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Interkinetic nuclear migration generates and opposes ventricular-zone crowding: insight into tissue mechanics.

Miyata T, Okamoto M, Shinoda T, Kawaguchi A - Front Cell Neurosci (2015)

Bottom Line: This review will summarize and discuss several topics: the nature of the INM exhibited by neural progenitor cells, the mechanical difficulties associated with INM in the developing cerebral cortex, the community-level mechanisms underlying collective and efficient INM, the impact on overall brain formation when NE/VZ is overcrowded due to loss of INM, and whether and how neural progenitor INM varies among mammalian species.These discussions will be based on recent findings obtained in live, three-dimensional specimens using quantitative and mechanical approaches.A consideration of the physical aspects in the NE/VZ and the mechanical difficulties associated with high-degree pseudostratification (PS) is important for achieving a better understanding of neocortical development and evolution.

View Article: PubMed Central - PubMed

Affiliation: Anatomy and Cell Biology, Nagoya University Graduate School of Medicine Nagoya, Aichi, Japan.

ABSTRACT
The neuroepithelium (NE) or ventricular zone (VZ), from which multiple types of brain cells arise, is pseudostratified. In the NE/VZ, neural progenitor cells are elongated along the apicobasal axis, and their nuclei assume different apicobasal positions. These nuclei move in a cell cycle-dependent manner, i.e., apicalward during G2 phase and basalward during G1 phase, a process called interkinetic nuclear migration (INM). This review will summarize and discuss several topics: the nature of the INM exhibited by neural progenitor cells, the mechanical difficulties associated with INM in the developing cerebral cortex, the community-level mechanisms underlying collective and efficient INM, the impact on overall brain formation when NE/VZ is overcrowded due to loss of INM, and whether and how neural progenitor INM varies among mammalian species. These discussions will be based on recent findings obtained in live, three-dimensional specimens using quantitative and mechanical approaches. Experiments in which overcrowding was induced in mouse neocortical NE/VZ, as well as comparisons of neocortical INM between mice and ferrets, have revealed that the behavior of NE/VZ cells can be affected by cellular densification. A consideration of the physical aspects in the NE/VZ and the mechanical difficulties associated with high-degree pseudostratification (PS) is important for achieving a better understanding of neocortical development and evolution.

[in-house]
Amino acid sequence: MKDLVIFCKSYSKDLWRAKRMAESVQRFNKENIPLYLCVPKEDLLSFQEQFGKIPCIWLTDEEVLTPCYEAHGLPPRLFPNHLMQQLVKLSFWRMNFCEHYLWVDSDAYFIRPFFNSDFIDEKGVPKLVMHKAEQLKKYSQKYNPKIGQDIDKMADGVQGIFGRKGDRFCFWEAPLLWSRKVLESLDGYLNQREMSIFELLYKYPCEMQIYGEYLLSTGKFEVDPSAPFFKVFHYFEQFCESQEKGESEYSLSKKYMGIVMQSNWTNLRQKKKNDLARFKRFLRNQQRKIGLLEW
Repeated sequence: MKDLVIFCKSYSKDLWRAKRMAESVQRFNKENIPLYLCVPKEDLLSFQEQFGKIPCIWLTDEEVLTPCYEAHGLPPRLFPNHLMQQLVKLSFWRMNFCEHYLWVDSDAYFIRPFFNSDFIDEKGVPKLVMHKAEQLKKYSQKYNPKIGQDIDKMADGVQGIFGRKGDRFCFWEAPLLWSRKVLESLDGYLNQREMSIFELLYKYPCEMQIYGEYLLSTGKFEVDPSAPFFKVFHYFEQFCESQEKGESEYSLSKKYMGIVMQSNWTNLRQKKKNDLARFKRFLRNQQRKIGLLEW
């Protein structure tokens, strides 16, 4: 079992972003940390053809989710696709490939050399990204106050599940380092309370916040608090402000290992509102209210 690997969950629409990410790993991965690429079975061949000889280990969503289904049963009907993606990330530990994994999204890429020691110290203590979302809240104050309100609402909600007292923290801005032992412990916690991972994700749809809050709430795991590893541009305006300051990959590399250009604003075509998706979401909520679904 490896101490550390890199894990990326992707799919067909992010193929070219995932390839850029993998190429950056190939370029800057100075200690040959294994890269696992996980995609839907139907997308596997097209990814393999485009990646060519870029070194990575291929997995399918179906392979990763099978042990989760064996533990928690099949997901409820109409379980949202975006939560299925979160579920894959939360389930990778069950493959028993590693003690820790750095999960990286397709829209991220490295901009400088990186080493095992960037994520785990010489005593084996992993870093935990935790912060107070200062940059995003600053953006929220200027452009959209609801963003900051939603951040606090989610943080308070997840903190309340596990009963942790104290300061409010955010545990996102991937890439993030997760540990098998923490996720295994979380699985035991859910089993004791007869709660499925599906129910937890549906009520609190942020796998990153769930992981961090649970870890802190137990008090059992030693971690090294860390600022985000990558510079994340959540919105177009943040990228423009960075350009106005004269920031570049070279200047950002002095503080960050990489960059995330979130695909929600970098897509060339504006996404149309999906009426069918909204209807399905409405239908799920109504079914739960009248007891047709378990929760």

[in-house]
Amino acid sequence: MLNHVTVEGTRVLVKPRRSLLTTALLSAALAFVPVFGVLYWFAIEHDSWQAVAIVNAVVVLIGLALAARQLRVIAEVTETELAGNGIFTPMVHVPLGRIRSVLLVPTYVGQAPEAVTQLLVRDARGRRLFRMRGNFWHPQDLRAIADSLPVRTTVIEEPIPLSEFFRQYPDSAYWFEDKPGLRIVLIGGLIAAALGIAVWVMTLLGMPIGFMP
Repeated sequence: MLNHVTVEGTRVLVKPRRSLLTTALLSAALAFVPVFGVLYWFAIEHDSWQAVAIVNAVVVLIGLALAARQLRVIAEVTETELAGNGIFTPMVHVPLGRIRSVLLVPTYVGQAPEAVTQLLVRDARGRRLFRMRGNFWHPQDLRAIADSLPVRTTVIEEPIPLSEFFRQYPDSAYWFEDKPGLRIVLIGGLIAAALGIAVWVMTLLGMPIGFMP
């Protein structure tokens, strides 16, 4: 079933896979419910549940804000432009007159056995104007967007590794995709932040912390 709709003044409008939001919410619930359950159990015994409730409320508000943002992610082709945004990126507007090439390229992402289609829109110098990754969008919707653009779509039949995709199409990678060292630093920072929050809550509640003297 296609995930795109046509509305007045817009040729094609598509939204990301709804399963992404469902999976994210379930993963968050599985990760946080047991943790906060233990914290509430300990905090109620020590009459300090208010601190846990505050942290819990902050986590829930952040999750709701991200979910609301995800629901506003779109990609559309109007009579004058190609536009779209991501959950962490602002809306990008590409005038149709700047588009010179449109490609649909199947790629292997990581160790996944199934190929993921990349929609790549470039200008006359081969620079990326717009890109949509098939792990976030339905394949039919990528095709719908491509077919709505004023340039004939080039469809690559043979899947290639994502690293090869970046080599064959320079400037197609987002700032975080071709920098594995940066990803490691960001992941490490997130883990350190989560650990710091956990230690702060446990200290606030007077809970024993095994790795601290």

No MeSH data available.


Related in: MedlinePlus

Mechanical tests used for comparing normal and TAG-1–KD cerebral walls (Okamoto et al., 2013). In test 1, a pulse of UV laser was applied on the midpoint of a boundary line formed by two polygonal apices of VZ cells. Vertices at both ends of the laser-targeted side were tracked, and their separation was quantitated. The TAG-1–KD group exhibited greater and more persistent separations. In test 2, bending and curling of slices freshly prepared from normal or TAG-1–KD hemispheres were monitored under a phase-contrast microscope. TAG-1–KD slices that subapically contained many overcrowded (shortened) VZ cells were stiffer, exhibiting no or poorer bending/curling.
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Figure 6: Mechanical tests used for comparing normal and TAG-1–KD cerebral walls (Okamoto et al., 2013). In test 1, a pulse of UV laser was applied on the midpoint of a boundary line formed by two polygonal apices of VZ cells. Vertices at both ends of the laser-targeted side were tracked, and their separation was quantitated. The TAG-1–KD group exhibited greater and more persistent separations. In test 2, bending and curling of slices freshly prepared from normal or TAG-1–KD hemispheres were monitored under a phase-contrast microscope. TAG-1–KD slices that subapically contained many overcrowded (shortened) VZ cells were stiffer, exhibiting no or poorer bending/curling.

Mentions: Monitoring at E12 revealed that the shortened TAG-1–KD VZ cells were overcrowded (subapically about 20% denser than in the normal VZ) (Figure 6, left top corner). Prompted by the hypothesis that VZ cells leave the apical surface when mechanical factors related to cell density increase to an intolerable level, reflecting high-degree proliferation (Smart, 1965, 1972), a series of experiments analyzed the physical condition of the overcrowded TAG-1–KD VZ. Microsurgical techniques such as laser ablation or making slices from hemispheric walls can be used to observe the mechanical conditions of cells or tissues of interest. If a certain portion is under tension or compression in vivo, the incision edges or freed tissue portions will then move according to the original mechanical conditions; these processes can be observed by microscopic monitoring. For example, laser ablation on the apical surface (as in test 1, Figure 6) results in centrifugal movement of the released vertices from the ablation point, revealing that the apical surface is contractile (as a result of the action of actomyosin-dependent mechanisms) and must therefore be under tension. Also, slicing cerebral hemispheric walls allows them to apically bend or curl (test 2, Figure 6). These techniques (destressing or stress-release tests) revealed that the subapical zone of the overcrowded TAG-1–KD VZ was indeed under excessive compression (as revealed in persistent separation of the tracked vertices in test 1 and poorer bending/curling in test 2); this observation was further supported by in silico mechanical simulations (Okamoto et al., 2013). Thus, an overcrowding-induced delamination mechanism, such as the one recently reported in the Drosophila epithelium (Mariani et al., 2012), may also function in the developing mammalian neocortex. Progenitors evacuate (or are forced to exit) from the VZ in response to excessive acute mechanical stress.